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Add-On Services

We hope that when you start using a standard copy of our software, it will be the beginning of a long-term relationship between our companies.


Tailoring:- We can add features to the software to exactly suit your business.

Consultancy:- We can help with your computer hardware, your network, and with a lot of other third-party software. We can help plan Disaster Recovery.

Training:- We can guide your staff in the best use of your system.

May we especially emphasize our tailoring services, where we can alter the standard software, or add new functions to it, just to suit your own business.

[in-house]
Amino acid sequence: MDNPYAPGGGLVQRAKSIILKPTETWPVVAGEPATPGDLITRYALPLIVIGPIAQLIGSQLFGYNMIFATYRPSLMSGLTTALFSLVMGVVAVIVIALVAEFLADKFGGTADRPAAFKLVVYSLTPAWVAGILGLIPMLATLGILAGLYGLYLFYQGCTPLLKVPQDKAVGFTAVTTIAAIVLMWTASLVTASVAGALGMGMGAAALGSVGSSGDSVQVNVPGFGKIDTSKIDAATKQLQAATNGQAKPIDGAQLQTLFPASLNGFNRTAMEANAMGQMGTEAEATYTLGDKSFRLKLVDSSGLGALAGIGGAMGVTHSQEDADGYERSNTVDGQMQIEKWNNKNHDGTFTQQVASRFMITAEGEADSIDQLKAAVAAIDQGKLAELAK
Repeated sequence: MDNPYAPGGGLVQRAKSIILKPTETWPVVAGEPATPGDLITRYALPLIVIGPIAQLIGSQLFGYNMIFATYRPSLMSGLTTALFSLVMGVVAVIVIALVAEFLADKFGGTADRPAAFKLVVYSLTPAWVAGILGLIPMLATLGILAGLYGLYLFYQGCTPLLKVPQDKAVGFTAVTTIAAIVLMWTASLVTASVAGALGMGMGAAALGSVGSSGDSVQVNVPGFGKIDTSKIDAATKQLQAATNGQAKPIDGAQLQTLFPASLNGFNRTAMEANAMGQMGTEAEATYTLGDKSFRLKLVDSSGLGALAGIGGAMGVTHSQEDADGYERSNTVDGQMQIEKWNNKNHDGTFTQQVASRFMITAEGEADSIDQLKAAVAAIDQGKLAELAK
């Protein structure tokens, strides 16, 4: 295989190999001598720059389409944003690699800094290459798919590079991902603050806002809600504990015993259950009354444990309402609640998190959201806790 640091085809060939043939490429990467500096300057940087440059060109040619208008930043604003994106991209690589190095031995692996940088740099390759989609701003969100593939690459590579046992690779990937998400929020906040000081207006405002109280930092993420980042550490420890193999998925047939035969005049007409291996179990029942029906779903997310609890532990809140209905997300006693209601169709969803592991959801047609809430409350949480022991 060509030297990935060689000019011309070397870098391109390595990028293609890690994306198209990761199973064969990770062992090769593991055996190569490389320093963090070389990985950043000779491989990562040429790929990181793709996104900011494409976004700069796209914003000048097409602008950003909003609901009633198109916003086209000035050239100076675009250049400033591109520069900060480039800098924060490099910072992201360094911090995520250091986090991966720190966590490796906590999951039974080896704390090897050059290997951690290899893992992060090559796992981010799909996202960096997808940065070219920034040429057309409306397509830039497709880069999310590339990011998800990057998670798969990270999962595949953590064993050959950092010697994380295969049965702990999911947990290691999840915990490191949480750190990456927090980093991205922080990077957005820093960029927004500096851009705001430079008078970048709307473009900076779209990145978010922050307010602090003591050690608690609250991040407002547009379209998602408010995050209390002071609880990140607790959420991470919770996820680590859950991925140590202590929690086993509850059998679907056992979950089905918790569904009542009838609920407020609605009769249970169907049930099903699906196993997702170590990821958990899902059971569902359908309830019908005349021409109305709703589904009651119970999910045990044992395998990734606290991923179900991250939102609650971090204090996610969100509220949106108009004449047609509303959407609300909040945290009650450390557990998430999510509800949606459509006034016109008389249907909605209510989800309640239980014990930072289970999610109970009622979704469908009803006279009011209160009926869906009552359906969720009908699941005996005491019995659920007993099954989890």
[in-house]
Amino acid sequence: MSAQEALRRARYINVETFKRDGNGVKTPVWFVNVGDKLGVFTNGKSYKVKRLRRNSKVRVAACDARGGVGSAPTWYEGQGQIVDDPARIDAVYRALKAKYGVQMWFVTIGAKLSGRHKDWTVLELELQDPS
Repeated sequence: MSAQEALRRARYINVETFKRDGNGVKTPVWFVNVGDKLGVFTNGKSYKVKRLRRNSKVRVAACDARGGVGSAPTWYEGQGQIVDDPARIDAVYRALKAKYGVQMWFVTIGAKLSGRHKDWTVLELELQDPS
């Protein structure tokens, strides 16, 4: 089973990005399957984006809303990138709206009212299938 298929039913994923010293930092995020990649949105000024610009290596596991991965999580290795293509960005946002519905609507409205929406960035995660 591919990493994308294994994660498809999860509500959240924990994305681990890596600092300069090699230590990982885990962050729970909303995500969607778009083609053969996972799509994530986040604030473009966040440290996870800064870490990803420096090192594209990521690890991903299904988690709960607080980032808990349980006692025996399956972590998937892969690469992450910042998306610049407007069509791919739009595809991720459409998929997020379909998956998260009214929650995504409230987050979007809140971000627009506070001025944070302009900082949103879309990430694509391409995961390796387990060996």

Are our tailoring services expensive?
Yes and no!

Certainly we charge a proper rate for the services of our highly skilled staff. But that can still be a very sensible investment compared with the much greater profits that our customers have achieved with their new tailored software.

Here are some examples of past work that we did for various customers:-

Customer Head Office Accounting. Our customer supplies to dozens of different branches of Makro. Makro are a major customer of theirs, and can impose some terms to suit Makro. One term was that each invoice should go to the Makro branch that placed the order. However, the consolidated monthly customer statement had to go to Makro head office. This entailed many hours of fraught clerical work every month for our customer. Even worse, any mistake would result in Makro raising a query on the statement and delaying payment of any of the balance. Could we solve this problem? Of course we did. Did the cost of the software tailoring pay for itself? Yes, many times over.